On January 6, 1515, a small village of Taino Indians very close to Santo Domingo on the island of Hispaniola––Haiti to the natives––is destroyed by fire. Moved by the tragedy, several Dominican friars travel to Spain to beg the kind to send someone to the island to discover the guilty parties and make sure justice is done.
The man in charge of the investigation is Fernando de Rojas, a solid, trustworthy man, author of the celebrated Celestina, and he accepts the job despite the enormous difficulties it will bring. Once there, Rojas will see firsthand the Indians’ situation: how their population has been decimated since the arrival of the Spanish, how they are used as slaves to mine gold. Indeed, one possible motive for the massacre is punishment for their rebellion.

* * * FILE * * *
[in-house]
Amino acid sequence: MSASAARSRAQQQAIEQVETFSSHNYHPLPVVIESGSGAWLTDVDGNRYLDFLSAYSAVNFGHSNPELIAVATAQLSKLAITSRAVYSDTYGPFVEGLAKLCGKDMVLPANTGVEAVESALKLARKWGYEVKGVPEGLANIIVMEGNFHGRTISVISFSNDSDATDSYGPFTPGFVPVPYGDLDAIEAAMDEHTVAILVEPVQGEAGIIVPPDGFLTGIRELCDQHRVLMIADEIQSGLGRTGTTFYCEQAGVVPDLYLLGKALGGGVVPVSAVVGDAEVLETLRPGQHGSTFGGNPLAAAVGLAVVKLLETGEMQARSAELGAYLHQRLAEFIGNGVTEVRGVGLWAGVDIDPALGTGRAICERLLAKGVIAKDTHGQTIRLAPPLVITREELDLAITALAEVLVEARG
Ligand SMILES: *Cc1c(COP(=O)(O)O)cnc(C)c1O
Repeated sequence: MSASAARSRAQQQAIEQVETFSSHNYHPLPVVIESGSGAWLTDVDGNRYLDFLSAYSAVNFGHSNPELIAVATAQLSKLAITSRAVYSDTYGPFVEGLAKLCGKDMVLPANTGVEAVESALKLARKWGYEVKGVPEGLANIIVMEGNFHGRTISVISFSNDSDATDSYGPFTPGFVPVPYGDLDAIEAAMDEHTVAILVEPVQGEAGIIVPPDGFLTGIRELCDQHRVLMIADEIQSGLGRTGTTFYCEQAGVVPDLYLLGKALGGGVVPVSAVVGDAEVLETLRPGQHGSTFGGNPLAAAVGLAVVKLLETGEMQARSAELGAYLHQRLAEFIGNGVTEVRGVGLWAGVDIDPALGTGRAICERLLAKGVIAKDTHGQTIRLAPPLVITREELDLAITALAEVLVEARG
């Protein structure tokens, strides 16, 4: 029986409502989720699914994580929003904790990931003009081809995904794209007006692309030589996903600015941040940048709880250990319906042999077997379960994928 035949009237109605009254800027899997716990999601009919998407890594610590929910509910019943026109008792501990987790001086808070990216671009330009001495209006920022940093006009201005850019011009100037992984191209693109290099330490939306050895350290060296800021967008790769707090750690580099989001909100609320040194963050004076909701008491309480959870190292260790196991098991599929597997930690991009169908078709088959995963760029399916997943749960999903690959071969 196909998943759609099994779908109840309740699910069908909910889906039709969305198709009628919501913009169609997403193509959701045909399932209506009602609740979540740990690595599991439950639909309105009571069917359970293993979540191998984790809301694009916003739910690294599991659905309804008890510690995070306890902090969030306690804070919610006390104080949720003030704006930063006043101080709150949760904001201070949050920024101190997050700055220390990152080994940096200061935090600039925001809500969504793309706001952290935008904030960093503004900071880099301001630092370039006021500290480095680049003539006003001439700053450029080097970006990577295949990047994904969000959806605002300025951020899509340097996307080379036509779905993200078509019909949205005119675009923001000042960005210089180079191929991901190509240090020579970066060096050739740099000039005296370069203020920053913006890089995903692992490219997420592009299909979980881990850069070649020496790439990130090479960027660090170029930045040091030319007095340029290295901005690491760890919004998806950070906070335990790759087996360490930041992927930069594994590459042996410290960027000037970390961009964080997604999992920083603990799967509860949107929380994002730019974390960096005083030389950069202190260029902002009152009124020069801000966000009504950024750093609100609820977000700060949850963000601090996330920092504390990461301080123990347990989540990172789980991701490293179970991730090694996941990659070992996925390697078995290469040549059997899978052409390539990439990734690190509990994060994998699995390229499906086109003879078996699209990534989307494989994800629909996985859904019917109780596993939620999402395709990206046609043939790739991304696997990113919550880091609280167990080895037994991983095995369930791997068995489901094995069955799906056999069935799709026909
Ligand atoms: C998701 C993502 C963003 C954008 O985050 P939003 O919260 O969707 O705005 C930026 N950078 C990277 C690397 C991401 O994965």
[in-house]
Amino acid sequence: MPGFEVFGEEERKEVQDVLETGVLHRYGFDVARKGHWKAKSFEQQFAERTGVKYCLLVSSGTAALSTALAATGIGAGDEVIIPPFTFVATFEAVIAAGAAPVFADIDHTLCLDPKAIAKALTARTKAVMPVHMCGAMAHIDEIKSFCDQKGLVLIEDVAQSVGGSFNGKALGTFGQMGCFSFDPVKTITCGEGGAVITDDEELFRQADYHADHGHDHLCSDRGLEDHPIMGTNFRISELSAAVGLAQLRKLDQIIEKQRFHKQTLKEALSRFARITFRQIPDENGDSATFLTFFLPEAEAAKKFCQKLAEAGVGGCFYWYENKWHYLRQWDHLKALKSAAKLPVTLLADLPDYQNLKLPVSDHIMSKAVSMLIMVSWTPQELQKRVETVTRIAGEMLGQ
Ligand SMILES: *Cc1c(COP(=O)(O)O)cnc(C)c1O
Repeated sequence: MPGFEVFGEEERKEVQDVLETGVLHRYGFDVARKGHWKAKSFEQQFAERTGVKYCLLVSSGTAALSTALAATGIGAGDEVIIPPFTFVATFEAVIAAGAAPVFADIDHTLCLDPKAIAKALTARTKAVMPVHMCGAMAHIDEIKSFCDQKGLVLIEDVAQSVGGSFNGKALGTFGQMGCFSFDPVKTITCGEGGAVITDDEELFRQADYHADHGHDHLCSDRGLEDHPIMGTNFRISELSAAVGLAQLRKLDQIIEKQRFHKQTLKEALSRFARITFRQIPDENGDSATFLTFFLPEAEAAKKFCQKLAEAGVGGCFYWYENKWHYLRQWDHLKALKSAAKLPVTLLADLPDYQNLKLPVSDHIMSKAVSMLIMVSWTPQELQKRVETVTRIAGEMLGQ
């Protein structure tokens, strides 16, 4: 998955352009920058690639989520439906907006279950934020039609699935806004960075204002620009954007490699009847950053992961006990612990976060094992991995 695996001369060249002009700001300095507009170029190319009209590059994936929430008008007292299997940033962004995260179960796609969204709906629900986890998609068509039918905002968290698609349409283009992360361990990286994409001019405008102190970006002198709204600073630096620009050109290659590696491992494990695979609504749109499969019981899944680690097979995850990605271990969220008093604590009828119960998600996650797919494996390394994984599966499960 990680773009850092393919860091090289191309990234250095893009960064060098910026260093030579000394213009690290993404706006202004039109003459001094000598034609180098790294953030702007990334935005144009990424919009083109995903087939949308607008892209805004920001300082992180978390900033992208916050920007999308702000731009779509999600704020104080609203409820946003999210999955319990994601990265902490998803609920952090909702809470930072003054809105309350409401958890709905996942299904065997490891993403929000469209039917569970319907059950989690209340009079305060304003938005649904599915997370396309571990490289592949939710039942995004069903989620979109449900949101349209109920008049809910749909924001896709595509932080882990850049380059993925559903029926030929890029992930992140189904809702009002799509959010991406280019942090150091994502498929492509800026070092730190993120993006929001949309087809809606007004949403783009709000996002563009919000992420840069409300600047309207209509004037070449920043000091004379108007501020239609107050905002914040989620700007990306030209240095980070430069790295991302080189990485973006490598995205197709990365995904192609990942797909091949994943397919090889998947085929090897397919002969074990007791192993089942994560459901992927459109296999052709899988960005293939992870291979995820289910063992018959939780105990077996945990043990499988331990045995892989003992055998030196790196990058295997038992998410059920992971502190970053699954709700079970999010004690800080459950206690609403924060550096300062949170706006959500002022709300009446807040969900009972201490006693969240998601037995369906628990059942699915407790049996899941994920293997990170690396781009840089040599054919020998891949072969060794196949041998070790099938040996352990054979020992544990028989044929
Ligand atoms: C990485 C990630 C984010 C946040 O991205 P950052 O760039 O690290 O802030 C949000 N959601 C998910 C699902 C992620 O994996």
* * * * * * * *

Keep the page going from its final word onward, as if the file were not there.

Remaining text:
“Everything important is written in the air: the song of birds, the murmurs of the water, the words of those we love…”